It looks like Peter Brown, Senior Reviews Editor at GameSpot received an NES Classic and promptly disassembled it for a single photo. From there, users on Reddit searched the component model numbers and compiled specifications. According to their research, the system (unless Nintendo made multiple, interchangeable models) is based on an Allwinner R16 SoC, which has four ARM Cortex A7 cores and an ARM Mali 400 MP2 GPU. Attached to this is 256MB of DDR3 RAM and 512 MB of flash.
Image Credit: Peter Brown
Thankfully, the packaging of each chip has quite large, mostly legible branding, so it's easy to verify.
In terms of modern phone technology, this is about the bottom of the barrel. The Allwinner R16 should be roughly comparable to the Raspberry Pi 2, only that system has about four times the RAM as Nintendo's. This is not a bad thing, of course, because its entire goal is to emulate a device that was first released in 1983 (in Japan) albeit at high resolution. Not all of the games will be free for them to include, either. Mega Man 2, PAC-MAN, Final Fantasy, Castlevania 1 and 2, Ninja Gaiden, Double Dragon II, Bubble Bobble, Tecmo Bowl, Super C, and Galaga are all from third-party publishers, who will probably need some cut of sales.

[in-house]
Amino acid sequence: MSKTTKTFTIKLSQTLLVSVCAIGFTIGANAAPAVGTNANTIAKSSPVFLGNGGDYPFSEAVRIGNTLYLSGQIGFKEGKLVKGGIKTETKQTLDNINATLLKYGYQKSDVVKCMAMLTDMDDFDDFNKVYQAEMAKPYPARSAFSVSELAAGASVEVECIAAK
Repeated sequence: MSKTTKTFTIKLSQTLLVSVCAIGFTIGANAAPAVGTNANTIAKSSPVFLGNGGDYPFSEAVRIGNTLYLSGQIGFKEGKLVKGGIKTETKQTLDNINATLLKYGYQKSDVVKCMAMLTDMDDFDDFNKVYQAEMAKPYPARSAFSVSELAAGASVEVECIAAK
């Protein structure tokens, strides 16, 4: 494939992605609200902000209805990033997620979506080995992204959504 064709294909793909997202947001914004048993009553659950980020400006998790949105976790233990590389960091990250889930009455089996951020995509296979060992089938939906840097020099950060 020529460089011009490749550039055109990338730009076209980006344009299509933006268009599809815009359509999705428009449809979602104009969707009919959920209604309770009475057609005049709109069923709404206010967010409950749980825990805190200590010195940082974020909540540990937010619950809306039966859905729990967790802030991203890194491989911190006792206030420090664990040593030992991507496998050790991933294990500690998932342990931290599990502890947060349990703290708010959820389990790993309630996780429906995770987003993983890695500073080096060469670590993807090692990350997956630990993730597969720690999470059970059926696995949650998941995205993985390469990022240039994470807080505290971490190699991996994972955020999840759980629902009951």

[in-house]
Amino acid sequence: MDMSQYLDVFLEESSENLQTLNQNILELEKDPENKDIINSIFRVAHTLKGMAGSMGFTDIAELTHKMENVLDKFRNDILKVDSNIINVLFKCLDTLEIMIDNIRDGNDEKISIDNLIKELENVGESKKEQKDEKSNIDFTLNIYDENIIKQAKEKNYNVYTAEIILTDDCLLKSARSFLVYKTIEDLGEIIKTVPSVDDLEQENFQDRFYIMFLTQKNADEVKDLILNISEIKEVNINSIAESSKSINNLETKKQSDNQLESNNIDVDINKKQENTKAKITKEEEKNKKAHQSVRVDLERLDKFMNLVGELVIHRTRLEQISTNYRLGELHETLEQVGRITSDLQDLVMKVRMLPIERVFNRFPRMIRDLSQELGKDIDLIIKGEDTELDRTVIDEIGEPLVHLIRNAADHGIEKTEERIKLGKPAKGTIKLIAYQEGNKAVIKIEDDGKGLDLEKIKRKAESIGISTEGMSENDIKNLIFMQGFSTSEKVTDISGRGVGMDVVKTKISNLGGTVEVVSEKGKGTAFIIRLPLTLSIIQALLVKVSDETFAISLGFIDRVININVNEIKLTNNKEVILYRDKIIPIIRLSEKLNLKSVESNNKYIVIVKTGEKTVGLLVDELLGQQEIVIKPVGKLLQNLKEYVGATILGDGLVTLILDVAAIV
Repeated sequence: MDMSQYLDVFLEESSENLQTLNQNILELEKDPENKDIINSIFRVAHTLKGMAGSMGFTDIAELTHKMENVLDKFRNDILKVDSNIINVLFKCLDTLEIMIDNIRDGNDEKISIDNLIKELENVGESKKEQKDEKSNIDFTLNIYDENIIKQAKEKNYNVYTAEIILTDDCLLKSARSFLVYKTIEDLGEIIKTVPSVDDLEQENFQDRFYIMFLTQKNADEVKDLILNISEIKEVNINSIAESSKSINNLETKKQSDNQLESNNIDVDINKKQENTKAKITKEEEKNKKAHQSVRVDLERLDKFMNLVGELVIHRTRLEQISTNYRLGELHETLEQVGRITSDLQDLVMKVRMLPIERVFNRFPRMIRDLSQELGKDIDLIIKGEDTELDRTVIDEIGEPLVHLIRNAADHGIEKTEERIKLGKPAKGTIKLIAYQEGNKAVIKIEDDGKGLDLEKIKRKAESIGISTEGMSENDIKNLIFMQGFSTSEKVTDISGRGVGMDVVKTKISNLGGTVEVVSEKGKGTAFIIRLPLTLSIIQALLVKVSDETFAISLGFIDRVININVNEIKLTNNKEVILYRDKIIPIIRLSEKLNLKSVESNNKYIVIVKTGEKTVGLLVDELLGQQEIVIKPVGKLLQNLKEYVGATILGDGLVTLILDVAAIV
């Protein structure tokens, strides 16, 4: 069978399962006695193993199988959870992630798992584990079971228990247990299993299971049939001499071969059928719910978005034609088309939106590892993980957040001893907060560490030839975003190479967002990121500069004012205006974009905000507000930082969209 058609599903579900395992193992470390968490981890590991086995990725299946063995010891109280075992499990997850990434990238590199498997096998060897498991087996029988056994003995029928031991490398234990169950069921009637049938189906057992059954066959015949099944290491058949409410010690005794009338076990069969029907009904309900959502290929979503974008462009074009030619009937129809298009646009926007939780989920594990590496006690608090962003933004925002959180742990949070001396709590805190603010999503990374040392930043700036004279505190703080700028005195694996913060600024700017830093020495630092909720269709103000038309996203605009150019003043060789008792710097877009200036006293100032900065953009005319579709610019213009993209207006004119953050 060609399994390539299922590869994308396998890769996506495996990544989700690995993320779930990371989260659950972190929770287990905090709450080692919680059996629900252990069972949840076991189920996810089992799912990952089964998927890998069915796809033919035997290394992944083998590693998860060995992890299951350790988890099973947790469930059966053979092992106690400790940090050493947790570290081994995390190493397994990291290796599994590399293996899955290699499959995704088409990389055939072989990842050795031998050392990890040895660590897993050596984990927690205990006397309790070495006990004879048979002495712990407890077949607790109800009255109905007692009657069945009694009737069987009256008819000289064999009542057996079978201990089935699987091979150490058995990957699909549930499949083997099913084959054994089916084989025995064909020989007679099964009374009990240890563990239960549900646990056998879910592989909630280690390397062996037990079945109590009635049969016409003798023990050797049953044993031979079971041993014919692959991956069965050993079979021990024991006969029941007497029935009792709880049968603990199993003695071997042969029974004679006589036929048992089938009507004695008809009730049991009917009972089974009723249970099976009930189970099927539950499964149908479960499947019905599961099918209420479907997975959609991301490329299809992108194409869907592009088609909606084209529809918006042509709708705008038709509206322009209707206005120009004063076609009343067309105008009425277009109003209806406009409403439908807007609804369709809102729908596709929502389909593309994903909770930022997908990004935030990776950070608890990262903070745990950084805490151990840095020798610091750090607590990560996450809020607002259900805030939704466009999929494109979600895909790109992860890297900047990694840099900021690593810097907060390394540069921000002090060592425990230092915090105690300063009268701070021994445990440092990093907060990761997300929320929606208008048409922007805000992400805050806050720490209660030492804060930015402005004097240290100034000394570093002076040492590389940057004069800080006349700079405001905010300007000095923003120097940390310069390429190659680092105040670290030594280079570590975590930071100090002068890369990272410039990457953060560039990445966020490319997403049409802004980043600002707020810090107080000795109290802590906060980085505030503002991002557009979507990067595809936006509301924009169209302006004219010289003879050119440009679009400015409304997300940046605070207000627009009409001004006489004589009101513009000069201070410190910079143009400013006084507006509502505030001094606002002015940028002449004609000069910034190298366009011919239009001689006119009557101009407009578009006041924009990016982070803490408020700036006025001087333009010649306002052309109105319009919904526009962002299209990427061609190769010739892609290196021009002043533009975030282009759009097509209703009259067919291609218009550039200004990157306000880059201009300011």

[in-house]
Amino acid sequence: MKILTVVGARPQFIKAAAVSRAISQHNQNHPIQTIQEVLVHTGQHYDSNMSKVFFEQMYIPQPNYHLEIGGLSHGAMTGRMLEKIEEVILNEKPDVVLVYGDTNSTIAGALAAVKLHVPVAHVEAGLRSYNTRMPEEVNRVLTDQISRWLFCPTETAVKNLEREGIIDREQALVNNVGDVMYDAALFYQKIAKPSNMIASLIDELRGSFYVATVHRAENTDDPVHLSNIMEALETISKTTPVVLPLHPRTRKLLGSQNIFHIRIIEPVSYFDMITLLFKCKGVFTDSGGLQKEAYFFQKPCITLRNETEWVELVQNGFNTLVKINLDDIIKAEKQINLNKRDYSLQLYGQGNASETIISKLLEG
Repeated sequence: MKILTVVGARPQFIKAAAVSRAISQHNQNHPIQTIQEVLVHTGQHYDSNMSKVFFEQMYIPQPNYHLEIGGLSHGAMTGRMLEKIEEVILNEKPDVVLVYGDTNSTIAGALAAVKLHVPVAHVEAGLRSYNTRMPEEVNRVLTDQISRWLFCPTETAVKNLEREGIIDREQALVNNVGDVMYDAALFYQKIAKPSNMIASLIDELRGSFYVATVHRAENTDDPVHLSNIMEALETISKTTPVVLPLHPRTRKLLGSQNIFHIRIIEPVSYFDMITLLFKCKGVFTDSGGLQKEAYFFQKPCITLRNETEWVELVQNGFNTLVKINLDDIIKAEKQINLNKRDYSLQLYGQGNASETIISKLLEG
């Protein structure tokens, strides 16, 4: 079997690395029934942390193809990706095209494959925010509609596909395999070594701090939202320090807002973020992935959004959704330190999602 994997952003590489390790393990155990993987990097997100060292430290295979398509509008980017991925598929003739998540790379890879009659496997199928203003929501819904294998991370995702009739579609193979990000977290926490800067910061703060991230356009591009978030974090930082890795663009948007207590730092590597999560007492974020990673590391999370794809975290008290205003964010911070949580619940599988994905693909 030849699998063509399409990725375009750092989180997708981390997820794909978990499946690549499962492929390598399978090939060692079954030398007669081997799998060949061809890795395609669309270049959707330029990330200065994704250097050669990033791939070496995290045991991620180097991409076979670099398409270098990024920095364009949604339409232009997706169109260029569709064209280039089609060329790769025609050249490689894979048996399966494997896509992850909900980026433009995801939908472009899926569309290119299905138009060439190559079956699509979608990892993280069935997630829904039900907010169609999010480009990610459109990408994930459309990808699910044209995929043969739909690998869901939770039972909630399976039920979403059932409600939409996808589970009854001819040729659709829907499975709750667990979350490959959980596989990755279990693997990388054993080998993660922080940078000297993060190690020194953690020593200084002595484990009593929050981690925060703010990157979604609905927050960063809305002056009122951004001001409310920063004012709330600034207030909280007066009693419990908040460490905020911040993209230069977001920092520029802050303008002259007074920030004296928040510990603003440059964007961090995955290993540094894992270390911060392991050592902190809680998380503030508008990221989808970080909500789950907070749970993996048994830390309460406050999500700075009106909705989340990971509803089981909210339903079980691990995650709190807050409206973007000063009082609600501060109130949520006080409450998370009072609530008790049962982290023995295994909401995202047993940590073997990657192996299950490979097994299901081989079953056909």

Users are claiming that it doesn't look like it could be updated. Counting the ports, it doesn't look like there's any way in, but I could be wrong. That said, I never expected it to be upgradeable so I guess that's that?
The NES Classic Edition goes on sale on November 11th for $59.99 USD MSRP.